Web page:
Cray suggests supercomputers for the job
by Max Smolaks 25 September 2019
Venerable supercomputer maker Cray has published a report that, unsurprisingly, suggests IT teams need more data center hardware to tackle the growth in artificial intelligence workloads.
The company surveyed more than 300 IT professionals, and more than 70 percent said their companies already have AI applications in development or production.
At the same time, nearly 65 percent of respondents stated that they need to expand their on-premises systems to keep pace with increasing AI performance requirements.
More than 34 percent believe AI can be considered a “business critical” capability in their organization, or that it will become critical at some point during 2019. Another 41 percent believe AI will become critical to their business within the next three years.
The greater need for on-premises hardware could benefit high performance systems vendors like Cray, which has been making supercomputers since 1972.
But the same survey found that just 39 percent of organizations are currently using supercomputers, HPC systems or dedicated AI hardware to run their AI workloads – the rest rely on general purpose servers and workstations.
Intel, the world’s dominant CPU supplier, has long maintained that its Xeons will handle AI workloads just fine. The industry has always seen such claims with suspicion and has welcomed every new entry into the AI hardware field, whether from established players like Nvidia, Xilinx, Huawei, or startups like Ampere, Graphcore and Cerebras.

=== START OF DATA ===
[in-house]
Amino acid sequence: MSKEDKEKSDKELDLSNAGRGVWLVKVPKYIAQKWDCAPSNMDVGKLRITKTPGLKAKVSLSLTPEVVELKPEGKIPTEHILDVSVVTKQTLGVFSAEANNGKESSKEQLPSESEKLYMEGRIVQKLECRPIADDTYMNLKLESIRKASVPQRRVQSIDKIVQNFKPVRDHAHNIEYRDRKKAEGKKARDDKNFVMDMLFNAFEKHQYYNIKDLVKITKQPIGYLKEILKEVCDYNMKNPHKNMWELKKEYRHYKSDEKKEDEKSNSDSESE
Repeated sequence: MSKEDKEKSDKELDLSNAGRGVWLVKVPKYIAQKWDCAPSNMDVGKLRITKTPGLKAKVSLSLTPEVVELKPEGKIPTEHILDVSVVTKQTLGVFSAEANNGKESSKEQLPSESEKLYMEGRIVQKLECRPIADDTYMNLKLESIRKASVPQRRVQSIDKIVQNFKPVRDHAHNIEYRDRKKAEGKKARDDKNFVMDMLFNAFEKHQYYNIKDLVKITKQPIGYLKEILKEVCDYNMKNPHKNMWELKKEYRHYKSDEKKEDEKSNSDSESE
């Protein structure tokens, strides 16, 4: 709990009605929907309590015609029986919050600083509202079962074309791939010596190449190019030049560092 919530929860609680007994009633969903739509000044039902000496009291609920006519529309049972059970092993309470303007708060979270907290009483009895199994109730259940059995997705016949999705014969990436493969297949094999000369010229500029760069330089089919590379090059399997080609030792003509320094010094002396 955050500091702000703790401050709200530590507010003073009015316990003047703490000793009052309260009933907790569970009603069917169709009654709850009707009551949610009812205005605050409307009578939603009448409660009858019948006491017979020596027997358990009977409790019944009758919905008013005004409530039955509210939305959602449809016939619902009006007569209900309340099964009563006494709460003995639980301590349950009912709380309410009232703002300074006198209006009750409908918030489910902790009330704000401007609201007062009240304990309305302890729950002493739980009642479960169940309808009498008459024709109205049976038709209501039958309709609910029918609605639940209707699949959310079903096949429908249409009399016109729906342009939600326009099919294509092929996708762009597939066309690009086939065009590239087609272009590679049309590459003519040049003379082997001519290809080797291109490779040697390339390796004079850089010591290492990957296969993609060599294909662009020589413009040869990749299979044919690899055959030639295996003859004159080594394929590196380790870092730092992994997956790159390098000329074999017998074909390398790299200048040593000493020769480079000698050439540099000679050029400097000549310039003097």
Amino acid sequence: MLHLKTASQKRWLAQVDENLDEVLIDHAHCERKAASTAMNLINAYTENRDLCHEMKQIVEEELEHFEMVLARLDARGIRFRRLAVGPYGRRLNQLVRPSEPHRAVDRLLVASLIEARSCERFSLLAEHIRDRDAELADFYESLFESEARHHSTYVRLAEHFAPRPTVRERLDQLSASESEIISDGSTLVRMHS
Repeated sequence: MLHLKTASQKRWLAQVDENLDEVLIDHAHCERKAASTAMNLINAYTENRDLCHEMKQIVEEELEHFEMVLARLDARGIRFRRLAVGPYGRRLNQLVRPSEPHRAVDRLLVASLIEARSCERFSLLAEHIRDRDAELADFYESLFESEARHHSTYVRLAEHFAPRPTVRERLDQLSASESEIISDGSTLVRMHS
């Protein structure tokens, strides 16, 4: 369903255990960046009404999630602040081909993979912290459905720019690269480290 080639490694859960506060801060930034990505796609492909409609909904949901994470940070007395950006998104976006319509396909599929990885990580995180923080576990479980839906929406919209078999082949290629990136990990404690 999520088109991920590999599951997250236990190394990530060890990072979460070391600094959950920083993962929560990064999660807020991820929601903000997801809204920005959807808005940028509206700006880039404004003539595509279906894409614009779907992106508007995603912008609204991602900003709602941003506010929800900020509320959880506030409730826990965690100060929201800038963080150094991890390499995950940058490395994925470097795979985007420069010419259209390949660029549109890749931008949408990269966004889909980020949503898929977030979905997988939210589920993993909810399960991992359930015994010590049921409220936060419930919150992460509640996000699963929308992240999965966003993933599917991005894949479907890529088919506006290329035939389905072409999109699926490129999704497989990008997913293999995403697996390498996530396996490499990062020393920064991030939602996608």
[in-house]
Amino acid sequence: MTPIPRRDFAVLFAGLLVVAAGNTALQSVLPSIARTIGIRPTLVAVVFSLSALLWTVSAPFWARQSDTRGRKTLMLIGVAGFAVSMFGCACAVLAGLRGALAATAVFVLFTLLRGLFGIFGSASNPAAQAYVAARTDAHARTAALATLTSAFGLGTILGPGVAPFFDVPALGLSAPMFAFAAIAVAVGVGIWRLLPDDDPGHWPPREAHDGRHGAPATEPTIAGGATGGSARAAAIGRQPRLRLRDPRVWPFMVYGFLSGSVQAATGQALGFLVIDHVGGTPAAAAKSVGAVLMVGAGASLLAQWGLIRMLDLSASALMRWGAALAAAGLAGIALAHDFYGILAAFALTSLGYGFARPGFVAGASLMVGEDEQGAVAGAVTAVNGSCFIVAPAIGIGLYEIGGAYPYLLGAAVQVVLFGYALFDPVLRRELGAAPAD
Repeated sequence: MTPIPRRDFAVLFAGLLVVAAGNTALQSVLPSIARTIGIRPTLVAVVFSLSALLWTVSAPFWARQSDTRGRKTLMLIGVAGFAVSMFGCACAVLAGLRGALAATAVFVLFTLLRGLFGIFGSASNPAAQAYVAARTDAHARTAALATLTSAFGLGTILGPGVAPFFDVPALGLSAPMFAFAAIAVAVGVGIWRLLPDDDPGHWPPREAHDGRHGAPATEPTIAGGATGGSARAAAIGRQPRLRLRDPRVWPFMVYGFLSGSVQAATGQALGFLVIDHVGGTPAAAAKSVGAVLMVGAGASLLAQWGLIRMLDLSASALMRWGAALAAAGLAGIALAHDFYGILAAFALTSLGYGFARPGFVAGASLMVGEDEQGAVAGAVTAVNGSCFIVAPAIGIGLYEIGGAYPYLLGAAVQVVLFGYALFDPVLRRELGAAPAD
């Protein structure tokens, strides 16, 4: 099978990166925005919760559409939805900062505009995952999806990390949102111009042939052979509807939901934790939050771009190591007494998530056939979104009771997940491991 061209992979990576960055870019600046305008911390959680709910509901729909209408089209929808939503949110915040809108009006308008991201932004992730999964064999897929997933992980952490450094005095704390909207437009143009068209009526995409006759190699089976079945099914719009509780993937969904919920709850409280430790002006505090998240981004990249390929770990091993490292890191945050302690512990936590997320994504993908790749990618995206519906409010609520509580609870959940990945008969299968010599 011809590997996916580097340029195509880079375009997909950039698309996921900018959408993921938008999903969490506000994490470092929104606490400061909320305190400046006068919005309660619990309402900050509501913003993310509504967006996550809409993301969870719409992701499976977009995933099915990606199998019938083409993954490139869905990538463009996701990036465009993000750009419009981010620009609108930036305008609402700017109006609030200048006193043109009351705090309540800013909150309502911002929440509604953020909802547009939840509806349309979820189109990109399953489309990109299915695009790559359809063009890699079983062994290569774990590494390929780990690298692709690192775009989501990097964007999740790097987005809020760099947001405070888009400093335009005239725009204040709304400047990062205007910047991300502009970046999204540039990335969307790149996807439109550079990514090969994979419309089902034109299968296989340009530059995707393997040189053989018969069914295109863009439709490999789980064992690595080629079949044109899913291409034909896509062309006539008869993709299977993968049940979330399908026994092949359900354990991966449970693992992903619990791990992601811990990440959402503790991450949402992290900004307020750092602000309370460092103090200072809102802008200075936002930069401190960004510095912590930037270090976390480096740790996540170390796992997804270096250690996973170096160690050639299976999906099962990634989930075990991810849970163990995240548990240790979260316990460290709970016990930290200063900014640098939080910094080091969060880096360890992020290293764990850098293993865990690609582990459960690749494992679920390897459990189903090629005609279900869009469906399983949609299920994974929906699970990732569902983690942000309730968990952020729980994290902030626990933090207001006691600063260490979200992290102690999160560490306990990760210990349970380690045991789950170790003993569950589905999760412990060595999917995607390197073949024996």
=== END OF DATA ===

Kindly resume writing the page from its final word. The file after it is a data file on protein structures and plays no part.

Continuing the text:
In August, Intel launched its own family of specialized AI silicon, built from the acquisition of Nervana Systems, perhaps the greatest testament to the fact that we can’t tackle AI with the standard hardware platforms.
“The research highlights that supercomputing plays an important role in enabling mainstream AI adoption in the enterprise,” said Frederick Kohout, senior vice president and CMO at Cray. “IT professionals see the need to expand their use of on-premises infrastructure, like supercomputers and HPC clusters, to meet the expected growth of business-critical AI applications.”
Nearly 50 percent of respondents said that overall, AI had a positive effect on their daily working experience in the past year.
For organizations that have implemented mainstream AI applications, 40 percent of respondents reported using on-premises systems for some of their machine learning work, 53 percent noted that their organization placed some AI workloads in the cloud, and laptops and workstations were still used for AI projects by 41.7 percent.
“Training for machine learning requires high performance computing, either on-premise or in the cloud, and there is a significant overlap between AI investment and systems for HPC and hyperscale,” said Addison Snell, CEO of Intersect360 Research. “One way or another, those interested in AI need to access a high-performance infrastructure.”
Of special interest to AI Business was the high level of educational activity among the AI professionals: 72 percent of respondents participated in one or more activities to educate themselves on AI in the past year. More than 48 percent attended AI conferences or received training, more than 41 percent participated in vendor webinars, about 40 percent took self-study courses and more than 35 percent downloaded and read reports on AI.